Tuesday,25 September, 2018
Current issue | Issue 1291, (14 - 20 April 2016)
Tuesday,25 September, 2018
Issue 1291, (14 - 20 April 2016)

Ahram Weekly

Closing ranks before overwhelming challenges

Palestine and post-Arab Spring turmoil top the agenda at the OIC Summit in Istanbul, writes Sayed Abdel-Meguid

Al-Ahram Weekly

All eyes are on the moment Egypt hands over the presidency of the Organisation of Islamic Cooperation (OIC) to Turkey, which will serve as OIC head for the next two years. Media reports have appeared suggesting Foreign Minister Sameh Shoukri will attend this week’s OIC Summit in Istanbul though Cairo has yet to confirm who will head the Egyptian delegation.

Indeed, some delegates, led by Deputy Foreign Minister for Multilateral Affairs Hisham Badr, arrived in Istanbul on Monday. Badr will take part in the two-day meeting of member states’ foreign ministers at which he is scheduled to deliver an address. Observers saw even this level of representation as a step forward. The original intention appears to have been to send the acting ambassador in Ankara to the OIC Summit.

OIC Secretary-General Iyad Madani, a former Saudi minister of pilgrimage, worked hard to up Egypt’s level of representation. The visit to Cairo by Saudi monarch King Salman, who is now in Turkey, may have also helped to smooth over tensions between Cairo and Ankara, perhaps to the extent that Shoukri himself attends the 13th session of the OIC to hand over the presidency to his Turkish counterpart Mevlut Cavusoglu.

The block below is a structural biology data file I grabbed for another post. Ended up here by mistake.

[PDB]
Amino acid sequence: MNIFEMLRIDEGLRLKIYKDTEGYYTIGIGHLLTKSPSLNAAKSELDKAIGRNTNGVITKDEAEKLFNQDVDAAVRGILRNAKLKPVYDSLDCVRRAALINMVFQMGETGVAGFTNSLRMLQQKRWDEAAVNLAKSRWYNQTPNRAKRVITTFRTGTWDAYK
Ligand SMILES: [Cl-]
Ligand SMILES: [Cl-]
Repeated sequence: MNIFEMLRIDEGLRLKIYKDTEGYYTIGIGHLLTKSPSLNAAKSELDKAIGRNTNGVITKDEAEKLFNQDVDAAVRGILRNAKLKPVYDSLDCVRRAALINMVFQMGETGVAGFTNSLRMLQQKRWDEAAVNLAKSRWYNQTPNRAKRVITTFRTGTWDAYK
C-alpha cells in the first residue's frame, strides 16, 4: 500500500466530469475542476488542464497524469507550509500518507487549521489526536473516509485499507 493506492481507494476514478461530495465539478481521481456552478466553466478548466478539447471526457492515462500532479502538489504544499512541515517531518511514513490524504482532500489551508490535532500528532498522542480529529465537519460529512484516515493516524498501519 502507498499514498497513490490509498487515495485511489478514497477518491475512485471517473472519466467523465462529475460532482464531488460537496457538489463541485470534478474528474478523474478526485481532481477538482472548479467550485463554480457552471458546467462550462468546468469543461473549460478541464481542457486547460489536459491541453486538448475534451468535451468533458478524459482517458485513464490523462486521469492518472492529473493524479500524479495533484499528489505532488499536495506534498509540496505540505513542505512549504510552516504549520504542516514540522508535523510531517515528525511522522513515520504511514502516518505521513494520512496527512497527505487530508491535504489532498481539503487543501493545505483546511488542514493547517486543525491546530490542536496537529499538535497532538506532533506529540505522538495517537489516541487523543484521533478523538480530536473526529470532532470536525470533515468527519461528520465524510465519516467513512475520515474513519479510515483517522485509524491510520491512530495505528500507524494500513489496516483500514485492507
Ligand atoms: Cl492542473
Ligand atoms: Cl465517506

The accumulation of grudges and disputes mean it will be difficult to inject any real warmth in Turkish-Egyptian relations, but this shouldn’t be allowed to overly complicate matters on the eve of the OIC Summit. The ball, in any case, is now firmly in the court of decision makers in Ankara.

More than 30 heads of states and government will take part in the OIC Summit. They will focus on finding solutions to the domestic and foreign problems facing the Islamic world that have emerged in the wake of the Arab Spring.

Under the  banner Unity and Solidarity for Justice and Peace attendees will discuss, among other pressing issues, current conditions in Palestine, Syria, Yemen, Libya, Afghanistan, Somalia, Mali, Jammu and Kashmir and Bosnia and Herzegovina. Participants will also address the ramifications of the violation of the ceasefire between Armenia and Azerbaijan in connection with the disputed region of Nagorno-Karabakh.

A resolution is expected on Palestine that will set priorities for political action to champion Palestinian rights and affirm OIC support for international efforts to revive the peace process within a set timetable with the goal of ending the Israeli occupation. The summit will also consider supporting an international peace conference to end the Israeli occupation, the establishing of a ministerial liaison team on Jerusalem and approval of a strategic plan for the development of the city.

According to an OIC statement leaders are expected to issue resolutions and launch practical initiatives to advance joint Islamic action and enhance the role of the OIC on the regional and international stage.

The summit is expected to adopt a resolution approving the ten-year plan for 2015–2025. This strategic vision establishes fixed priorities when it comes to peace, security, counterterrorism and extremism, the renewal of religious discourse, the enhancement of human rights, support for development, the elimination of poverty and communicable diseases and the rights of women, children and the family in the Islamic world.

On the sidelines of the conference, the wives of the heads of state of participating members will convene a special session to discuss efforts to fight cancer in OIC member states.

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